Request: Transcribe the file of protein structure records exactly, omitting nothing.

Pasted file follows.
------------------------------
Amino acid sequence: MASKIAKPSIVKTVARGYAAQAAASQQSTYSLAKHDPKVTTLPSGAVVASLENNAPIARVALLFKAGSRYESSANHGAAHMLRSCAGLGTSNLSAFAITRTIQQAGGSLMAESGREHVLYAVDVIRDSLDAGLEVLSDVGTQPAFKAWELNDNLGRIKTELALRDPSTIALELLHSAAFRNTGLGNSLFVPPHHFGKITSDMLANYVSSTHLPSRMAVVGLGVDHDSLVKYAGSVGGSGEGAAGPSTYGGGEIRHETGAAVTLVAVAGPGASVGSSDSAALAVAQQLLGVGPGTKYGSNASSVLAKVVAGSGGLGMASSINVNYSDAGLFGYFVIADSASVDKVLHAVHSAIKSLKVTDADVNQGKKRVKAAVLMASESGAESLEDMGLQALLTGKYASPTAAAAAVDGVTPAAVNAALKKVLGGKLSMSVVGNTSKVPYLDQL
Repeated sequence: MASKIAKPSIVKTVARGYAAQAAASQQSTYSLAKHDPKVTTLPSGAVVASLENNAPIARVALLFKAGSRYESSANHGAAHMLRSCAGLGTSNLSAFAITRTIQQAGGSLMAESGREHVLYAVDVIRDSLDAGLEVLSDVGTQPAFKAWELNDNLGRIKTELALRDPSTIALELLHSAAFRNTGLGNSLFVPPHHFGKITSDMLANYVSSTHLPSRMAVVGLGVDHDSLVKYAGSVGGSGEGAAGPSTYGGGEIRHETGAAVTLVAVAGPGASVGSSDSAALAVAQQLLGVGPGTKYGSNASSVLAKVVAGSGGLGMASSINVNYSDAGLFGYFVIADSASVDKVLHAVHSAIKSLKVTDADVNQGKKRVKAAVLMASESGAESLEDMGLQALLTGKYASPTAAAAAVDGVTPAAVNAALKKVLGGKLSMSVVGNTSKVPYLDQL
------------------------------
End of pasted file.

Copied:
Amino acid sequence: MASKIAKPSIVKTVARGYAAQAAASQQSTYSLAKHDPKVTTLPSGAVVASLENNAPIARVALLFKAGSRYESSANHGAAHMLRSCAGLGTSNLSAFAITRTIQQAGGSLMAESGREHVLYAVDVIRDSLDAGLEVLSDVGTQPAFKAWELNDNLGRIKTELALRDPSTIALELLHSAAFRNTGLGNSLFVPPHHFGKITSDMLANYVSSTHLPSRMAVVGLGVDHDSLVKYAGSVGGSGEGAAGPSTYGGGEIRHETGAAVTLVAVAGPGASVGSSDSAALAVAQQLLGVGPGTKYGSNASSVLAKVVAGSGGLGMASSINVNYSDAGLFGYFVIADSASVDKVLHAVHSAIKSLKVTDADVNQGKKRVKAAVLMASESGAESLEDMGLQALLTGKYASPTAAAAAVDGVTPAAVNAALKKVLGGKLSMSVVGNTSKVPYLDQL
Repeated sequence: MASKIAKPSIVKTVARGYAAQAAASQQSTYSLAKHDPKVTTLPSGAVVASLENNAPIARVALLFKAGSRYESSANHGAAHMLRSCAGLGTSNLSAFAITRTIQQAGGSLMAESGREHVLYAVDVIRDSLDAGLEVLSDVGTQPAFKAWELNDNLGRIKTELALRDPSTIALELLHSAAFRNTGLGNSLFVPPHHFGKITSDMLANYVSSTHLPSRMAVVGLGVDHDSLVKYAGSVGGSGEGAAGPSTYGGGEIRHETGAAVTLVAVAGPGASVGSSDSAALAVAQQLLGVGPGTKYGSNASSVLAKVVAGSGGLGMASSINVNYSDAGLFGYFVIADSASVDKVLHAVHSAIKSLKVTDADVNQGKKRVKAAVLMASESGAESLEDMGLQALLTGKYASPTAAAAAVDGVTPAAVNAALKKVLGGKLSMSVVGNTSKVPYLDQL